If a lawyer is really good, she or he will do things you never thought possible, necessary, or sufficient for your case.  Let me break this down.  First, here are a few examples of what will not happen:

 

*             A real case is not heard in a courtroom resembling “Judge Judy,”

“Law and Order” or “Boston Legal.”  Emotions don’t win cases. Facts, a winning strategy, and understanding and applying the law wins your case.

*             You won’t see someone on the other side break down and jump up

shouting from the witness chair, “Yes, I did it!  I did it!  I lied, lied about everything and I’m glad do you hear me, glad!!!”  Nope, that’

s not going to happen. 

  

*             A real case, especially one in Minnesota regarding family law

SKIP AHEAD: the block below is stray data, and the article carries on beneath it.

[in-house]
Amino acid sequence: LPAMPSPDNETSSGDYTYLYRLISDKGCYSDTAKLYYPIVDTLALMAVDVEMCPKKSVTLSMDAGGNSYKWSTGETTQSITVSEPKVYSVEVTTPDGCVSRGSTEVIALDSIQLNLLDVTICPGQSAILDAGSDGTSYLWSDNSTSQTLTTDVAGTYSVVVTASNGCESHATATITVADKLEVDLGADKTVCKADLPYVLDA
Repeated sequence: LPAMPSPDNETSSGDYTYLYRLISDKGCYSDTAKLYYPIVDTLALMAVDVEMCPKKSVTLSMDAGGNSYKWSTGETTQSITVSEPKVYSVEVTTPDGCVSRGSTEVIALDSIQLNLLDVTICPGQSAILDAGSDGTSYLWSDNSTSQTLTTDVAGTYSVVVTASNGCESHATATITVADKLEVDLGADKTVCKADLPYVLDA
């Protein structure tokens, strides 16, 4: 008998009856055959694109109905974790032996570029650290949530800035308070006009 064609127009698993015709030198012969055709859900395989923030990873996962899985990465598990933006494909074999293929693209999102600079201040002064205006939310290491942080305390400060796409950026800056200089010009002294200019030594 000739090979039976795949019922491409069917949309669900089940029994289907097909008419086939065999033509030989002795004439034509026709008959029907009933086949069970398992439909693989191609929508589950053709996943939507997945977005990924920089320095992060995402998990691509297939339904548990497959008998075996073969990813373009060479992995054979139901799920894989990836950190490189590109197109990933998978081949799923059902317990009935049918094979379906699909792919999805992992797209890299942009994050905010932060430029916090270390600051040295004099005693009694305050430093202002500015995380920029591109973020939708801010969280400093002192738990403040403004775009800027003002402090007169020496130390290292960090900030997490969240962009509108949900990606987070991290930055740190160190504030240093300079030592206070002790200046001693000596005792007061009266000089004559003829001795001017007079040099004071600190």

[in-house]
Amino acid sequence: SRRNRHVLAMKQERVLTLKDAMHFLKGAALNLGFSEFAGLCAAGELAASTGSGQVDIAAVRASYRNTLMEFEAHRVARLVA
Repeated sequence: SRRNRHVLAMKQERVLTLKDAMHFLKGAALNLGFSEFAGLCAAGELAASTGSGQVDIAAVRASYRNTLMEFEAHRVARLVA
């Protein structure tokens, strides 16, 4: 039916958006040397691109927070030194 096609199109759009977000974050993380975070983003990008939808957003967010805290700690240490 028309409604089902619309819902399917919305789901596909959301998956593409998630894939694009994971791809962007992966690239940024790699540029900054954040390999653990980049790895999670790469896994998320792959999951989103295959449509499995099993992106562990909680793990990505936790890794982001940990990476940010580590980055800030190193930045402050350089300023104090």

(divorce, alimony, child custody, child support, etc.) or one involving trusts and estate (Trusts, estate planning, probate, legacy planning,

etc.)  – is most probably not a celebrity case.  It will not involve a phalanx of attorneys on either side and it will not involve a barn full of evidence and a courtroom full of perky, quirky and technical expert witnesses who work in those really futuristic crime labs like you see on

CSI:  Miami!.

 

*             Your case, with a good lawyer, will probably involve fewer

witnesses, fewer exhibits and less time and emotion, and quite possibly

more money, than you think necessary.   

 

 What a Competent, Caring Family Law or Trusts and Estates Attorney Will Do

 

How come?  Well, here are some examples of what I think a good lawyer would do.